sea-weeds, confervae (green aquatic scum), fungi (mushrooms, dry-rot),
&c.

The division of _Vascular_ plants includes the far larger proportion of
vegetation, both living and fossil, and these plants are built up of
vessels and tissues of various shapes and character.

All plants are divided into (1) Cryptogams, or Flowerless, such as
mosses, ferns, equisetums, and (2) Phanerogams, or Flowering. Flowering
plants are again divided into those with naked seeds, as the conifers and
cycads (gymnosperms), and those whose seeds are enclosed in vessels, or
ovaries (angiosperms).

Angiosperms are again divided into the monocotyledons, as the palms, and
dicotyledons, which include most European trees.

Thus: -

- - - - - - - - - - - - - - - - - - - - - - - - - - - - - - - - - -
| (M.A. Brongniart). | |(Lindley). |
|CELLULAR | | |
| _Cryptogams_ (Flowerless) |Fungi, seaweeds, |Thallogens |
| | lichens | |
| | | |
|VASCULAR | | |
| _Cryptogams_ (Flowerless) |Ferns, equisetums, |Acrogens |
| | mosses, lycopodiums| |
| _Phanerogams_ (Flowering) | | |
| Gymnosperms (having |Conifers and |Gymnogens |
| naked seeds) | cycads | |
| Two or more Cotyledons | | |
| Angiosperms (having | | |
| enclosed seeds) | | |
| Monocotyledons |Palms, lilies, |Endogens |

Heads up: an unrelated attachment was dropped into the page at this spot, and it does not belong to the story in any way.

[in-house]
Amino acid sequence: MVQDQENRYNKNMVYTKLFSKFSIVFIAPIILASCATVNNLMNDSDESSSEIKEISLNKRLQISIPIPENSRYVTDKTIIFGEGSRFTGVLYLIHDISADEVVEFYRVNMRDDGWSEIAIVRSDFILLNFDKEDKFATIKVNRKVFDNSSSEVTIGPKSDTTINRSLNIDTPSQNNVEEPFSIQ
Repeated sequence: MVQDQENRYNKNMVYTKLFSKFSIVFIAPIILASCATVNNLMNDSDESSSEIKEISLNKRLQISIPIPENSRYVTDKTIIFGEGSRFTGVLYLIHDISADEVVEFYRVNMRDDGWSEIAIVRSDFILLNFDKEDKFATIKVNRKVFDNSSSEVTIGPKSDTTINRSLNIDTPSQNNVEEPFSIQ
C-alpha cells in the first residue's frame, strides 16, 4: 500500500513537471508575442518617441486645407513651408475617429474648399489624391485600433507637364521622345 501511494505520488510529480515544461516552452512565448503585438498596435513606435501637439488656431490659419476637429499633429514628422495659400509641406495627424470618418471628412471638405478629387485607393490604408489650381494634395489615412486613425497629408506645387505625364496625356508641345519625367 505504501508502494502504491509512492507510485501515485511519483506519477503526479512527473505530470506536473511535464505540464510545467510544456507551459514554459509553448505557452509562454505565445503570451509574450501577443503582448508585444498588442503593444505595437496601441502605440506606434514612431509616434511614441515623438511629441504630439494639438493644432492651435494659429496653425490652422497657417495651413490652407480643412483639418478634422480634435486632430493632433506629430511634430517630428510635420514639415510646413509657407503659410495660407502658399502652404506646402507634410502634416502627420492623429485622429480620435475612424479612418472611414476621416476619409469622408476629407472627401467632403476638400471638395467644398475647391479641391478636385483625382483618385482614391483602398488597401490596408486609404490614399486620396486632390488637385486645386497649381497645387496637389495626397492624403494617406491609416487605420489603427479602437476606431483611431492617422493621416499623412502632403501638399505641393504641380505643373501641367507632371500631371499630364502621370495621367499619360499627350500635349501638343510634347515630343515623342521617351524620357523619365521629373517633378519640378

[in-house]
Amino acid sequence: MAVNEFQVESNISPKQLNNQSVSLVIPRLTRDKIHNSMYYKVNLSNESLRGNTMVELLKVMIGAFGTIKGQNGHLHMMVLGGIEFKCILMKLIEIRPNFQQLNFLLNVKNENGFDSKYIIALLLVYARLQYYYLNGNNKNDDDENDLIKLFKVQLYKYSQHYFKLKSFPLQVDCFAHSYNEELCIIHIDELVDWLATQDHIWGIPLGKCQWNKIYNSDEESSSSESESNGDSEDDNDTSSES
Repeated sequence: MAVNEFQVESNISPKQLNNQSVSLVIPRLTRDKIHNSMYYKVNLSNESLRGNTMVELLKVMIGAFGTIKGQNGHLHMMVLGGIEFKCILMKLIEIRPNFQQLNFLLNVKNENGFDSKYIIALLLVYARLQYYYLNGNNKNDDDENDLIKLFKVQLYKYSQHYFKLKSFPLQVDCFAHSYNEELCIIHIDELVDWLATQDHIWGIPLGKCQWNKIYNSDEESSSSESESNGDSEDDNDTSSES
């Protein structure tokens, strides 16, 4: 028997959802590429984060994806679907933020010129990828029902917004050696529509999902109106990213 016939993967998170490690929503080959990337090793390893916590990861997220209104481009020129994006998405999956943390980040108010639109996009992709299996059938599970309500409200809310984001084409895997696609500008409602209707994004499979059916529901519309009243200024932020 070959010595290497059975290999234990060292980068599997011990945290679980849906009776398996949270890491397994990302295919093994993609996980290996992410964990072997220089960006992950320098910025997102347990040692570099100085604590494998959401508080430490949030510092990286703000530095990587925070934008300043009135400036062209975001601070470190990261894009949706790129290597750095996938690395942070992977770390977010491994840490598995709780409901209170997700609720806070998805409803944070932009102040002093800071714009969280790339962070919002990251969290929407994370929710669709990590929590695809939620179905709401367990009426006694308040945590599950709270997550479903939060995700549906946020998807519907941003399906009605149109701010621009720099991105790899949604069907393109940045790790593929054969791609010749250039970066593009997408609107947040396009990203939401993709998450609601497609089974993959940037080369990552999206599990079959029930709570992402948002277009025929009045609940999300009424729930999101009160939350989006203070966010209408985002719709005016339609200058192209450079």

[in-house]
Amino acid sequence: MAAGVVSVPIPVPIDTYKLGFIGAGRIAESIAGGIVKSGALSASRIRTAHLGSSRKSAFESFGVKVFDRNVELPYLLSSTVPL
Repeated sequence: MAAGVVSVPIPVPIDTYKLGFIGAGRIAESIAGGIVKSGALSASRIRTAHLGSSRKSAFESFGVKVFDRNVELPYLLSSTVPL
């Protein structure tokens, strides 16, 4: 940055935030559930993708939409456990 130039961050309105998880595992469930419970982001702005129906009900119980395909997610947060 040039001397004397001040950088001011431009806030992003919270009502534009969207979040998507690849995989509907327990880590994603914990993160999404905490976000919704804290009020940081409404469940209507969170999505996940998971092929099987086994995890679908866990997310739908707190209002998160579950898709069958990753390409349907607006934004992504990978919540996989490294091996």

| | grasses | |
| Dicotyledons |Most European |Exogens |
| | trees and shrubs | |
- - - - - - - - - - - - - - - - - - - - - - - - - - - - - - - - - -

Adolphe Brongniart termed the coal era the "Age of Acrogens," because, as
we shall see, of the great predominance in those times of vascular
cryptogamic plants, known in Dr Lindley's nomenclature as "Acrogens."

[Illustration: FIG. 10. - _Spenophyllum cuneifolium._ Coal-shale.]

Two of these families have already been dealt with, viz., the ferns
(_felices_), and the equisetums, (_calamites_ and _equisetites_), and we
now have to pass on to another family. This is that which includes the
fossil representatives of the Lycopodiums, or Club-mosses, and which goes
to make up in some coals as much as two-thirds of the whole mass.
Everyone is more or less familiar with some of the living Lycopodiums,
those delicate little fern-like mosses which are to be found in many a
home. They are but lowly members of our British flora, and it may seem
somewhat astounding at first sight that their remote ancestors occupied
so important a position in the forests of the ancient period of which we